And that’s okay! In fact, it’s important for young children to be exposed to things that aren’t dangerous or out-of-control, but also aren’t completely easy for them. Reasonable …

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Posted by Janel Kempf, Learning and Innovation

Close your eyes, and ask your early learner to do the same. Now, imagine together a few of your favorite animals in their habitats.

What are you both seeing in your mind’s eye? There are so many options! An emerald tree boa draped over a branch in the steamy Amazon rainforest, an impala grazing on the vast plains of the African savanna, or a gray wolf and her family trotting through the cold forests of northern Canada—each one perfectly a part of their own environment.

But what if they were in an environment that didn’t meet their needs? A bright green boa unable to hide in the dry grass of the savanna, or an impala freezing cold without a wolf’s thick coat in below-zero temperatures? It just wouldn’t work.

At the zoo, we have lots of animals who wouldn’t naturally call the Pacific Northwest home. To keep them healthy and thriving, we make accommodations for them in their zoo habitats. Some of the things we do for animals are easy to s…

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Posted by Janel Kempf and Sofia Garcia, Learning and Innovation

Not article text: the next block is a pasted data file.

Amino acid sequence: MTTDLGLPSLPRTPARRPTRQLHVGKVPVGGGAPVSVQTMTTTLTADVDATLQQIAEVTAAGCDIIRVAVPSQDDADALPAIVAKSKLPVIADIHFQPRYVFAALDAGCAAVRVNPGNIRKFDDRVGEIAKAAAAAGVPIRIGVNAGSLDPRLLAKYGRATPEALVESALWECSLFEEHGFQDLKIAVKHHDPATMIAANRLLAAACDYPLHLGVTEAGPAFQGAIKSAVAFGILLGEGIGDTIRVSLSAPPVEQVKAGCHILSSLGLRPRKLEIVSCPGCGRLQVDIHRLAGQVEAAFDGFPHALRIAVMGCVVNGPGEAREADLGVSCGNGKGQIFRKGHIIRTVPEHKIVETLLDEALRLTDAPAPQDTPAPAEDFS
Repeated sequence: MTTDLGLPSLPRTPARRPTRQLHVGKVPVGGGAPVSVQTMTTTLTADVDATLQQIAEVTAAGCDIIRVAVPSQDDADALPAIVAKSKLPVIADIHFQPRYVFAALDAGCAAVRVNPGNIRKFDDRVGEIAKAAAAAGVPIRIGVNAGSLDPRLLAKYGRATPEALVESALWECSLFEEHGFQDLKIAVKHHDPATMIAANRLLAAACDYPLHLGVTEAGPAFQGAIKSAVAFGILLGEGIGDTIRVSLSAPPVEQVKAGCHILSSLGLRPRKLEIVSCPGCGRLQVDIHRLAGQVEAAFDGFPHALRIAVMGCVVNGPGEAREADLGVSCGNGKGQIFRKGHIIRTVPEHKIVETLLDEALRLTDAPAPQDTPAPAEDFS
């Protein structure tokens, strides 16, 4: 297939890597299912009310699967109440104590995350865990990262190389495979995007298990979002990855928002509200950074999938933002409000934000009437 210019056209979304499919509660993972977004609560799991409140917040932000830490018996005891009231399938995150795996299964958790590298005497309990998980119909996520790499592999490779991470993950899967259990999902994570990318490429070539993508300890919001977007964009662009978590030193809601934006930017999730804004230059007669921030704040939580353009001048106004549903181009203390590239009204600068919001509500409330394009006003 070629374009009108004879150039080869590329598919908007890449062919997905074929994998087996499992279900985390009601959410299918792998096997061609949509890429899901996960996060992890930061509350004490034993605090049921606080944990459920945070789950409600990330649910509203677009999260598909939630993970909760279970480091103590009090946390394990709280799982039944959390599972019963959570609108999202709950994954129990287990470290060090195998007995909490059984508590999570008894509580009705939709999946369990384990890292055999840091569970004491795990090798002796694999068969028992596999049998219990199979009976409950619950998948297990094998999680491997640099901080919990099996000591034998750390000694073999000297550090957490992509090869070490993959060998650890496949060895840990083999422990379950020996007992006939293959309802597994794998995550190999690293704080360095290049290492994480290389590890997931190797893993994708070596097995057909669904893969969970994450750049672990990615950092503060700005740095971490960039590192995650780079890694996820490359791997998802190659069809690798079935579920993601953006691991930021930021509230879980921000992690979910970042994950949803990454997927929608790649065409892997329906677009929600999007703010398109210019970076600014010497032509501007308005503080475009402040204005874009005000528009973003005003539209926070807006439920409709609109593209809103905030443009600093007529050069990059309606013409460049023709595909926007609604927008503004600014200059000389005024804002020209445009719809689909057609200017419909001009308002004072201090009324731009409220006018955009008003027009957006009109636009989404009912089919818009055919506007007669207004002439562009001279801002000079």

Hello again, friends! And may we add, ¡Hola de nuevo, amigos!

People here in the Pacific Northwest and all around the world speak many different languages—and very few things build the brain power of early learners more than learning more than one language from the very beginning. This week’s activity helps your early learners discover fun facts about their favorite animals, and learn a few words in a different language of your choice!

Animals communicate with their voices, too. Even some you wouldn’t expect! Owls are very stealthy hunters, who rely on silence to catch their prey. But they can make sounds, and among owl species, the champions of using their voices are burrowing owls, like the zoo’s own Papú. They have more distinctly different calls than any other owl species!

Burrowing owls are different from other owls in a lot of ways. They have extra-long legs, and do a lot of their hunting by running instead of…